In 2009, the United States became a signatory to the Convention on Choice of Court Agreements (COCCA), drafted under the auspices of the Hague Conference on Private International Law. The stated objective of the Convention was to "promote international trade and investment through enhanced judicial co-operation." Despite these broad goals, COCCA is narrowly drawn to relate only to international commercial disputes subject to a negotiated choice of court agreement. With respect to forum selection clauses in international business-to-business contracts, COCCA creates uniform procedural rules for the enforcement of such clauses in both the courts designated in such clauses (“chosen courts”), and for “non-chosen courts” in the event the plaintiff files a complaint in violation of the choice of court agreement. This article focuses on the thorny issue of implementing the procedural rules mandated under the Convention in federal and state courts, including mandating the exercise of personal jurisdiction by chosen courts and restricting the chosen court’s ability to dismiss cases on the grounds of forum non conveniens.
While at first blush implementation of COCCA’s procedural rules with respect to the enforcement of forum selection clauses may seem uncontroversial, in the American federal system, with its principle of dual sovereignty, the independence of state and federal courts, and the limited powers of Congress vis-à-vis the states, implementation poses difficult questions of state sovereignty, judicial autonomy, and congressional authority. Meaningful debate on these difficult questions is in turn obfuscated in a political climate hostile to broad federal legislation to implement international obligations at the expense of states’ rights. To implement COCCA’s provisions on the enforcement of forum selection clauses in the United States, therefore, drafters need to consider carefully language that will achieve COCCA’s goals while at the same time balancing the competing concerns of state autonomy and control over state judicial systems and state law, and federal supremacy over matters of international commerce and foreign relations.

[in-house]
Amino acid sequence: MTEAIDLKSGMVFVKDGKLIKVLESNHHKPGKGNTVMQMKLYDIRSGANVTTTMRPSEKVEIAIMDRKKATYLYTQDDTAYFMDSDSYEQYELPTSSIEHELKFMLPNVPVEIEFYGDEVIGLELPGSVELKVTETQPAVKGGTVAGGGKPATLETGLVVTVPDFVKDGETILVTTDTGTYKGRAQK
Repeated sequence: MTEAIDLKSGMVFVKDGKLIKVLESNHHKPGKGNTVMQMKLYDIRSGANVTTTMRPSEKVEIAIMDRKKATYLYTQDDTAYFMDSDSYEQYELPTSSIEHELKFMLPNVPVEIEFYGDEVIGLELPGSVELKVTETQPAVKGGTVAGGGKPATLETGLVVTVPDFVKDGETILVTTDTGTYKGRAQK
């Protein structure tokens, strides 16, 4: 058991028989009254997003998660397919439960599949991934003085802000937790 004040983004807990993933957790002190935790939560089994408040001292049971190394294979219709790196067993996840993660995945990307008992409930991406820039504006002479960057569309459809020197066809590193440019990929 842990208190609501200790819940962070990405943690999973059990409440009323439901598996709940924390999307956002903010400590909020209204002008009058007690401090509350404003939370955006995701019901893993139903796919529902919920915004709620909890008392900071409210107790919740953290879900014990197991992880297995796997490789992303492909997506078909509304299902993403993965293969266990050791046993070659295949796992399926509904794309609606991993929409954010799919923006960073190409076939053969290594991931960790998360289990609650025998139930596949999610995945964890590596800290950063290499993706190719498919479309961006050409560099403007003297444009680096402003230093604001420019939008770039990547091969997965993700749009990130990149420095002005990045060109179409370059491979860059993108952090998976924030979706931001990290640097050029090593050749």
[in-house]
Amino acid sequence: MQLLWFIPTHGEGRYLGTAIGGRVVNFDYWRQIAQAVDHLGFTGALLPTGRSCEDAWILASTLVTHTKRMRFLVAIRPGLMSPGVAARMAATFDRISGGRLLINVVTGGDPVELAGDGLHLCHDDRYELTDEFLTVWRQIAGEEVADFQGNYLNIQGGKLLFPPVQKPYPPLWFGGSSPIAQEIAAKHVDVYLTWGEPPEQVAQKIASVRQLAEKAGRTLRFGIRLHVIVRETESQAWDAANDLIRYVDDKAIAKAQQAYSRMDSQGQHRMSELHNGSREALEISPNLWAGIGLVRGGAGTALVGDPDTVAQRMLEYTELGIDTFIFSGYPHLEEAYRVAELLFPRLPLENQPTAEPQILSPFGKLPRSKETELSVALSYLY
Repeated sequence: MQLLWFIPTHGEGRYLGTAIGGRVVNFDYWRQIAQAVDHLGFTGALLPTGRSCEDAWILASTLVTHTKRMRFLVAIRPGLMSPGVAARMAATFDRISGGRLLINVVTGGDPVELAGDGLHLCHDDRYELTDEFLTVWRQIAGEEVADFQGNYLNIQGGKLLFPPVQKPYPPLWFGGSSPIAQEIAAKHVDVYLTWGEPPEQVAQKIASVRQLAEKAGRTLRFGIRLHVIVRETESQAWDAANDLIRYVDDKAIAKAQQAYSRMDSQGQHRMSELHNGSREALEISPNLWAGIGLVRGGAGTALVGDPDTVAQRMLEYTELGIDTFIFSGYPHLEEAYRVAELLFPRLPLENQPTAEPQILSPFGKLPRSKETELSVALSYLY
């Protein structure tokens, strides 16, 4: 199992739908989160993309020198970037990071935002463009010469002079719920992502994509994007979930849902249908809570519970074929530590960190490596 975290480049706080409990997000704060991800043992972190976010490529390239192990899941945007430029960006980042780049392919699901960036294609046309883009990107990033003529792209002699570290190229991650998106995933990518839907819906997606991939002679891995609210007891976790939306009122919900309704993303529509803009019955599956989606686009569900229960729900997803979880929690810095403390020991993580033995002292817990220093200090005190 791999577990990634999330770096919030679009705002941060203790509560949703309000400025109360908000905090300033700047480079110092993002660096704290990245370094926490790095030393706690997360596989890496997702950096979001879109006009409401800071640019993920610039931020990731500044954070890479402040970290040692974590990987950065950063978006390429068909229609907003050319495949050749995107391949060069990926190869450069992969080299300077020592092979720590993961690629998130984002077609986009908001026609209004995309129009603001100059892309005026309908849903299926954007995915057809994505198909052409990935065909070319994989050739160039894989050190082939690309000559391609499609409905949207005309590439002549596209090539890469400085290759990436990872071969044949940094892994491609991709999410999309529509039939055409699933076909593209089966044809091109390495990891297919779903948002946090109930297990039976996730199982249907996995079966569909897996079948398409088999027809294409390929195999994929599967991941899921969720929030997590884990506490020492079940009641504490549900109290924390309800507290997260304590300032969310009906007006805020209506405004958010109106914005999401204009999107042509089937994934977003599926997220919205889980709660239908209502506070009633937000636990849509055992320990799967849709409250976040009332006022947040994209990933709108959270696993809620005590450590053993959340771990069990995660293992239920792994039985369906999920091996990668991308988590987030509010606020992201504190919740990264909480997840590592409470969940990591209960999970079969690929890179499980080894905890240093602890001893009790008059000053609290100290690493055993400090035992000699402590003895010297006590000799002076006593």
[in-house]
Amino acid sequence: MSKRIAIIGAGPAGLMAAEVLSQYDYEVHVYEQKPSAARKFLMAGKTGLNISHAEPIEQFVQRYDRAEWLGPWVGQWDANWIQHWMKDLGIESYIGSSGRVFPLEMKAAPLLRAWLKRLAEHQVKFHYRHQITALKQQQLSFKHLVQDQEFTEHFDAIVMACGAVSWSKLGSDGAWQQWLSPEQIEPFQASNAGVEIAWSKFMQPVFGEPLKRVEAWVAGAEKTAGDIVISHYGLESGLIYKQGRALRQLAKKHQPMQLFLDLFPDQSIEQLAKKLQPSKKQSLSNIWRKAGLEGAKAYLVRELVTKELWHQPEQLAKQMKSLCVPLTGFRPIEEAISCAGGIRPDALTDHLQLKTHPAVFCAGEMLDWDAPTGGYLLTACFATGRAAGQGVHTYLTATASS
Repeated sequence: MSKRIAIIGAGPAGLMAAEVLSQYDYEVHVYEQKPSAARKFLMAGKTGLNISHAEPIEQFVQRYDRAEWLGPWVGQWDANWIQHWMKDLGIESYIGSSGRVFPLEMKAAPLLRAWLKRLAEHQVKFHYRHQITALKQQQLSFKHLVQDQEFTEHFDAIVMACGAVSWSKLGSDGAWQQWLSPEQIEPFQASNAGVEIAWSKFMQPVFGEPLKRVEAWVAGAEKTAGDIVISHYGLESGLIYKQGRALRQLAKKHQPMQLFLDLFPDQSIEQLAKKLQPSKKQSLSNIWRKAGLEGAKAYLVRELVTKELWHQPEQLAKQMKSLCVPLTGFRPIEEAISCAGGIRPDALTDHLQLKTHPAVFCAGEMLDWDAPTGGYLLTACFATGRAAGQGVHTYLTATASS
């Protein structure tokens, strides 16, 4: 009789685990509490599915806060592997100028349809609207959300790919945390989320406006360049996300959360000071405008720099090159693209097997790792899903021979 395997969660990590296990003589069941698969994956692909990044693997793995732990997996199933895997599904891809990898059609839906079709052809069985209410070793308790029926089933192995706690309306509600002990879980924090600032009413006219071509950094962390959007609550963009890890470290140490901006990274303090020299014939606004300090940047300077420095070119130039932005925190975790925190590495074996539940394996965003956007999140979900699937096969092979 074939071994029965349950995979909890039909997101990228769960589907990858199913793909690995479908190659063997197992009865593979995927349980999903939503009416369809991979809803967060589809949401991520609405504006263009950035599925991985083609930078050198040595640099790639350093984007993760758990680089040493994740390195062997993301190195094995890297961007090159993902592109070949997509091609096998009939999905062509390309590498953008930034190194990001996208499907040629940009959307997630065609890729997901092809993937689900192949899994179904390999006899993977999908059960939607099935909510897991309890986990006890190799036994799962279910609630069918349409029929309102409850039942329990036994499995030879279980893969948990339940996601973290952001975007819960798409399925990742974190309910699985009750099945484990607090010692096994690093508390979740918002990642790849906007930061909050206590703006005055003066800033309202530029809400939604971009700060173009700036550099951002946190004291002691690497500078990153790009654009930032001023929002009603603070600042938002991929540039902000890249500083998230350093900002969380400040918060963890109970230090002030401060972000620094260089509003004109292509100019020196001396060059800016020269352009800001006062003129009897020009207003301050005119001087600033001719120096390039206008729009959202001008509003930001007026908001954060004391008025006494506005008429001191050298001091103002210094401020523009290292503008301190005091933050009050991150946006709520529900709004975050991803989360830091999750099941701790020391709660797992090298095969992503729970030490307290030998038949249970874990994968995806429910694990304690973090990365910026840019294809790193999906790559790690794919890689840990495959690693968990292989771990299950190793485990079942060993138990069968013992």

This article concludes that despite political barriers to a federal approach, the best route to implementing COCCA’s provisions as to chosen courts would be to develop a comprehensive federal scheme that includes not only procedural provisions, but substantive rules of decision to apply when federal or state courts interpret forum selection clauses subject to COCCA. By developing comprehensive federal rules on interpretation, personal jurisdiction, forum non conveniens, subject matter jurisdiction, and removal, drafters can implement a scheme that gives guidance to federal and state courts alike, resolves the current conflict among the courts as to whether interpretation of forum selection clauses raises procedural or substantive legal questions, and creates uniformity in application of the Convention (one of the primary goals of entering the Convention in the first instance). While developing such a federal statutory scheme is desirable, this article also addresses the significant federalism problems that may arise in the implementation process, especially as implementation impacts the autonomy of state court procedures and jurisdiction.
- Hague Convention on Choice of Court Agreements
Available at: http://works.bepress.com/carolyn_dubay/1/